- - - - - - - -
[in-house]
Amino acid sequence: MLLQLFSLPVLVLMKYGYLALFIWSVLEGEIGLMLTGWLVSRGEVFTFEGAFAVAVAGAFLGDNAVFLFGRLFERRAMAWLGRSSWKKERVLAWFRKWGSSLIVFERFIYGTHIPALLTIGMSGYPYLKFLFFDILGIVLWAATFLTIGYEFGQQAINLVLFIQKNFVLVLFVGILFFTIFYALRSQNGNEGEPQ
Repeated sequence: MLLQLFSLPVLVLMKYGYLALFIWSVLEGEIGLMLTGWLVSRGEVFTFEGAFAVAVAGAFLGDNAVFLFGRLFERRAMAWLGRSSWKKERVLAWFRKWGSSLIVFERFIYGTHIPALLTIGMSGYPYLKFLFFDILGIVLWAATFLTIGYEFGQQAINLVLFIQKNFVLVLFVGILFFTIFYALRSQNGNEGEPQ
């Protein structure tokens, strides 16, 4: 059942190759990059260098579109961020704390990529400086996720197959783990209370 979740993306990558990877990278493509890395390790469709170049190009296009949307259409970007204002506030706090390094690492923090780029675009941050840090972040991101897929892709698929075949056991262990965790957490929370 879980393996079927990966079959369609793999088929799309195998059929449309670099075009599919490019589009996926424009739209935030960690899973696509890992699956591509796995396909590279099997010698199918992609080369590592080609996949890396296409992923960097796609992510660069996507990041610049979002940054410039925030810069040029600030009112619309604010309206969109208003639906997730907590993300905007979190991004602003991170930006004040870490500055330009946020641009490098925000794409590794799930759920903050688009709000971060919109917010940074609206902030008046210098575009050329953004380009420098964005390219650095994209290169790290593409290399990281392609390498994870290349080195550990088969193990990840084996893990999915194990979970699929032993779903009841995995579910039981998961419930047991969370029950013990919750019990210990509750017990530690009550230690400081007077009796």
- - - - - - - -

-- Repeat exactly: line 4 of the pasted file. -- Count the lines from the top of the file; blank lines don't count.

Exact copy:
């Protein structure tokens, strides 16, 4: 059942190759990059260098579109961020704390990529400086996720197959783990209370 979740993306990558990877990278493509890395390790469709170049190009296009949307259409970007204002506030706090390094690492923090780029675009941050840090972040991101897929892709698929075949056991262990965790957490929370 879980393996079927990966079959369609793999088929799309195998059929449309670099075009599919490019589009996926424009739209935030960690899973696509890992699956591509796995396909590279099997010698199918992609080369590592080609996949890396296409992923960097796609992510660069996507990041610049979002940054410039925030810069040029600030009112619309604010309206969109208003639906997730907590993300905007979190991004602003991170930006004040870490500055330009946020641009490098925000794409590794799930759920903050688009709000971060919109917010940074609206902030008046210098575009050329953004380009420098964005390219650095994209290169790290593409290399990281392609390498994870290349080195550990088969193990990840084996893990999915194990979970699929032993779903009841995995579910039981998961419930047991969370029950013990919750019990210990509750017990530690009550230690400081007077009796």